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The Language of Gourmet Coffee

Have you ever gone with a friend to the local coffee shop online to find out that there is no such thing as “just a cup of coffee” anymore? You stand there in awe and feeling rather out of place as your friend quickly fires off her order, something along the lines of “a grande, skinny, caramel macchiato with a double shot and equal, no whip”. If you felt like you were in a foreign country don’t despair. The lingo is easy to learn and yes you can order just a cup of coffee.

First things first, coffee shops have morphed into gourmet coffee shops. They now offer everything from coffee to lattes and iced cappuccinos. You can get Jamaican coffee, dark roasted, light roasted, chocolate and even pumpkin flavors when they are in season. Before you feel like you are in a foreign land and go running out the door take a few minutes to familiarize yourself with these common terms that gourmet coffee shops are most likely to use.

Gourmet Coffee Lingo

Acidity: The acidity level of a coffee is typically a general overall description of the coffee. Coffees with a high acidity level may be described as having a bright, dry flavor. Good quality coffees should have a higher acidity level; this comes from longer roasting periods.

Arabica Bean: The Arabica bean is the most common type of coffee bean found in gourmet coffees. These beans are of a higher quality than coffee you buy in cans at your local grocer. Arabica beans are rich and bold with a strong aroma.

Bitterness: A coffee’s bitterness factor has more to do with the water it is brewed with than the bean.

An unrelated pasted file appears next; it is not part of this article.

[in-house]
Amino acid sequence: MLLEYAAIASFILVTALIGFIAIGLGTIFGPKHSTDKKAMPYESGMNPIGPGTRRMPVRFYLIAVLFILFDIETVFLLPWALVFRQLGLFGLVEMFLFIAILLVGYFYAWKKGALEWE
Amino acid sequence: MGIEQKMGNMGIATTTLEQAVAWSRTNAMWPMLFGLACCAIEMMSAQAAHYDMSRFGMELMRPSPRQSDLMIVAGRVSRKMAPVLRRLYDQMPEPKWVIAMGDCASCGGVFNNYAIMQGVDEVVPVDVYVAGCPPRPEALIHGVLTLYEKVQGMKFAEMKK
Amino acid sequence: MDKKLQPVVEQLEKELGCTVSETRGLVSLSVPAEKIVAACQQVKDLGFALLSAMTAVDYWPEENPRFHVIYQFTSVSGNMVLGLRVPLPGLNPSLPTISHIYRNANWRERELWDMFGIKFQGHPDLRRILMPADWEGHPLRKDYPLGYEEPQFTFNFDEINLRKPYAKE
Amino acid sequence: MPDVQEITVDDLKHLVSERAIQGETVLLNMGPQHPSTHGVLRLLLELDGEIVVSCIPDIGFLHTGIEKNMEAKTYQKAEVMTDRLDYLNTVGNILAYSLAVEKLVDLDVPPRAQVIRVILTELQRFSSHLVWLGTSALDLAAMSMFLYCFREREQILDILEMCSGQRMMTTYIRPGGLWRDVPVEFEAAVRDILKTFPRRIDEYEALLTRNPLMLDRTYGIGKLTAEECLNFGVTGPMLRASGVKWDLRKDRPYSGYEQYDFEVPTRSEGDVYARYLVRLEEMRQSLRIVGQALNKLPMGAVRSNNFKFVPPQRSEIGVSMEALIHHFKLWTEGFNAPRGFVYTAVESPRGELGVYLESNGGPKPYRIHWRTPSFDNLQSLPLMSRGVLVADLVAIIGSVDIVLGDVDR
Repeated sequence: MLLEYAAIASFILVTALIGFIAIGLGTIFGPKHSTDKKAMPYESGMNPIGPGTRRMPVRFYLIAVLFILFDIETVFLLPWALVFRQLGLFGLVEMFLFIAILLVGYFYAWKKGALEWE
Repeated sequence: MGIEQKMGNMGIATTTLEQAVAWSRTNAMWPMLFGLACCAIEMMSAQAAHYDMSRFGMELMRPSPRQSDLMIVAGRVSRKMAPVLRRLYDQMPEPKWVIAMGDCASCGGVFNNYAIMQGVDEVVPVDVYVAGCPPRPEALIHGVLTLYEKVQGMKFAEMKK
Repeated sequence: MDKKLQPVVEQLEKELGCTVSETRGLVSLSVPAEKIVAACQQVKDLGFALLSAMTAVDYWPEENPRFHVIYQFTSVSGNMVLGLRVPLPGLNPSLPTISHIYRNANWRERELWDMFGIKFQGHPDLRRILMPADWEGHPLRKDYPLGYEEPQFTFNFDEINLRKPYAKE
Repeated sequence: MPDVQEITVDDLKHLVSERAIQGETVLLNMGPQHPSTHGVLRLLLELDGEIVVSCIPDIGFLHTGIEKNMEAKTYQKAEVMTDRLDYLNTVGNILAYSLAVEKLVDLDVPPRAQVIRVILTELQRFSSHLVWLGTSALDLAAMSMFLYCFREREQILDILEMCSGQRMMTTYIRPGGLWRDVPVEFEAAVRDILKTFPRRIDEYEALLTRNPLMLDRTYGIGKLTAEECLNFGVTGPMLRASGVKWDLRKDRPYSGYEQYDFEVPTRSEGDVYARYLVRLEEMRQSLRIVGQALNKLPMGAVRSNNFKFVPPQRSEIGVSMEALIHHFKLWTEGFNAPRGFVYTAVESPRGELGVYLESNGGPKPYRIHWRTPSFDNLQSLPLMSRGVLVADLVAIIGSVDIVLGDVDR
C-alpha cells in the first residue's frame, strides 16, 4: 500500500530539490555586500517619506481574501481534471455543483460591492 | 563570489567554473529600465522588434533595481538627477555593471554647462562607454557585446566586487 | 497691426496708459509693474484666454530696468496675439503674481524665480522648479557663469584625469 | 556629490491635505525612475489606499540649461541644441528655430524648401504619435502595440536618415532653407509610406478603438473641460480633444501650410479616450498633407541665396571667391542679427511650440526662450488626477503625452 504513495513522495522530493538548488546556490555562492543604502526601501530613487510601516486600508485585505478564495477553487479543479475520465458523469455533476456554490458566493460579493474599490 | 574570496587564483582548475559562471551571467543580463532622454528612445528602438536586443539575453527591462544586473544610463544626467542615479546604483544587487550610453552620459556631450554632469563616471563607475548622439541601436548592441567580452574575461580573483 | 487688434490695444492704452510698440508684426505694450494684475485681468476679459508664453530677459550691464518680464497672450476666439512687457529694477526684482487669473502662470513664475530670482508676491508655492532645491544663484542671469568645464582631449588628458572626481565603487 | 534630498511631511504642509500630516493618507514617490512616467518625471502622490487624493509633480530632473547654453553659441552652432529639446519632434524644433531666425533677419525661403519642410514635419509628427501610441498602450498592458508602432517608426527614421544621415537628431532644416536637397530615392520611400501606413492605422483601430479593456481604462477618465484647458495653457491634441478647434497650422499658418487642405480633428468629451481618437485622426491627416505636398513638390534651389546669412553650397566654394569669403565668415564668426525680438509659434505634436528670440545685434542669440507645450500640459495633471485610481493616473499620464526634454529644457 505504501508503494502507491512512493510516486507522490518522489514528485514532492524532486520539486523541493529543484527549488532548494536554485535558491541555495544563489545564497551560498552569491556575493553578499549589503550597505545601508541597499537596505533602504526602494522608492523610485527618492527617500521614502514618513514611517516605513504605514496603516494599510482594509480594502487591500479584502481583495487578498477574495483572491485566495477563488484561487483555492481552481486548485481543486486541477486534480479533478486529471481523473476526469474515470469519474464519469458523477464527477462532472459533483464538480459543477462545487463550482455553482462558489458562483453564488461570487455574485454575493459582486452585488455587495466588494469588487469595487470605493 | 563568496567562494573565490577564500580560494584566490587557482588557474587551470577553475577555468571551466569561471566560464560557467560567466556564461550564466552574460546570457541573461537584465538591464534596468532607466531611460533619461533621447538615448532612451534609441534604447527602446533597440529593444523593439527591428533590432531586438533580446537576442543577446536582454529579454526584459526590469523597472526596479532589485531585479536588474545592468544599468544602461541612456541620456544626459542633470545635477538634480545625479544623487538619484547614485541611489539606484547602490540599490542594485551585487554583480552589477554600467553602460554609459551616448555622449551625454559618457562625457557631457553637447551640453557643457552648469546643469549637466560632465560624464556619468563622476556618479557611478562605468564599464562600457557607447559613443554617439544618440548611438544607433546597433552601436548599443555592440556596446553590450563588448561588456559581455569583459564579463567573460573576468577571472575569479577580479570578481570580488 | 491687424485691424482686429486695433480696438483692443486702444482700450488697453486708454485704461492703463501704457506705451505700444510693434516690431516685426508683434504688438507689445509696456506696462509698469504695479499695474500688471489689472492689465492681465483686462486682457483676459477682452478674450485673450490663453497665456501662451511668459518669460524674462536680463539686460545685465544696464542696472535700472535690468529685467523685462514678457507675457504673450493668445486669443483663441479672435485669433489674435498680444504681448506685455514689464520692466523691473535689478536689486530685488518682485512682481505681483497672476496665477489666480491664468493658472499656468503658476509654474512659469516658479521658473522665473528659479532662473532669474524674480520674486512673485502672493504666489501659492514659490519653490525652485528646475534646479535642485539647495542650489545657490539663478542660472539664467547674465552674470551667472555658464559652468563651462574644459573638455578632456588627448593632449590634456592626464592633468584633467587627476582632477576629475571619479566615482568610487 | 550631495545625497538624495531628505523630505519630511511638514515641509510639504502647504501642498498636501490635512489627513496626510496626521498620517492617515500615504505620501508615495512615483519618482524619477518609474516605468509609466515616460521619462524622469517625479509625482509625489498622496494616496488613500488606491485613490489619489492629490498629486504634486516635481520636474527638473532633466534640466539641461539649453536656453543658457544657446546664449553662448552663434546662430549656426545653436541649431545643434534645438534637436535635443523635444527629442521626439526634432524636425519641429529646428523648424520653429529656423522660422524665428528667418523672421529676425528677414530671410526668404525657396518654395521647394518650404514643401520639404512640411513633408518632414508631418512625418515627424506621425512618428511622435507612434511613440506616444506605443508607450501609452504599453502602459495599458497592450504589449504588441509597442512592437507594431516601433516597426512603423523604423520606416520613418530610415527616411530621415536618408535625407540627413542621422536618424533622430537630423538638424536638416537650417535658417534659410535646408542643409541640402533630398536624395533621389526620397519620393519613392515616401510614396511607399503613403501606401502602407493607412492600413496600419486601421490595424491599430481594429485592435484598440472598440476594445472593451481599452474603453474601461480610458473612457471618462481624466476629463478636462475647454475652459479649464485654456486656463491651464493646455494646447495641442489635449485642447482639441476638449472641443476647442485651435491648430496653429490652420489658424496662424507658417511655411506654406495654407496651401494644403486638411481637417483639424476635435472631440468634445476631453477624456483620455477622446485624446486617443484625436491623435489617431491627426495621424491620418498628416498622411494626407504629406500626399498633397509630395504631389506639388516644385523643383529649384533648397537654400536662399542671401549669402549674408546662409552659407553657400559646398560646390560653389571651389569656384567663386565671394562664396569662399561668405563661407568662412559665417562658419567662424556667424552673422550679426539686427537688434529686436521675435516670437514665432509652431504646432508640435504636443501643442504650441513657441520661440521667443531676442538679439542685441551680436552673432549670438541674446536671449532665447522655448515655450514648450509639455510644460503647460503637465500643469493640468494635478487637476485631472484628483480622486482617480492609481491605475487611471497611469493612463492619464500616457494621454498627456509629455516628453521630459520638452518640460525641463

Blend: Blends are usually a mixture of coffee beans to create a balanced, unique flavor. Often Arabica beans will be blended with Robusta beans.

Body: The body of the coffee is how it feels when it rests on your tongue. A flavorful, aromatic coffee has more body than a weaker coffee. The body of a coffee is determined by the fat, protein and fiber content of the coffee.

Earthiness: A coffee that is described as earthy usually has a smooth, full body. They are generally from Indonesia and surrounding areas. This term does not imply an organic attribute.

Exotic: If used in a coffee shop it should be implying that there are spicy, herbal, fruity or floral undertones. Oftentimes coffee shops overuse this term in a marketing effort to entice customers.

Varietal: Refers to the region the coffee was grown in.

Espresso: A highly concentrated coffee beverage served in a 2-3 oz. portion. It should have a frothy top layer called the crema. You can sweeten this if you like; there is no right or wrong way to drink it. In drinks that are espresso based (cappuccinos and lattes) you can specify a single, double, triple or quad shot (1, 2, 3, or 4). This determines how much espresso is in your drink.

Cappuccino: Cappuccinos are lighter than coffee due to the amount of milk involved. This drink starts with a shot of espresso and is mixed with hot, steaming milk. The froth from the milk is then floated on top. Cappuccinos come in a variety of flavors.

Latte or Caffe Latte: These are very similar to cappuccinos except that they have more steamed milk than a cappuccino. It resembles an American coffee with a lot of milk more so than it does a cappuccino. Mocha Lattes are a very popular drink made with chocolate added to the latte. Other flavors are available.

Sizes: Depending on the gourmet coffee shop you are at, you may encounter different names for the size of beverage you order. Typically these are short (8 oz), Tall (12 oz) Grande (16 oz) and Venti (20 oz).

Skinny: These drinks have no fat and no sugar, meaning that they are made with fat free milk if milk is involved and no sugar is added.

Ordering a coffee at the local gourmet coffee shop no longer has to be intimidating. Just walk right up and ask for your own double shot and get ready to for your own caffeine jolt. You should now know that your friend ordered a 16 oz. non-fat, sugar free, caramel flavored espresso with a bit of steamed milk with equal added and no whip cream. Gourmet coffee has never been easier or more fun.

-Sharon V. Chapman
 


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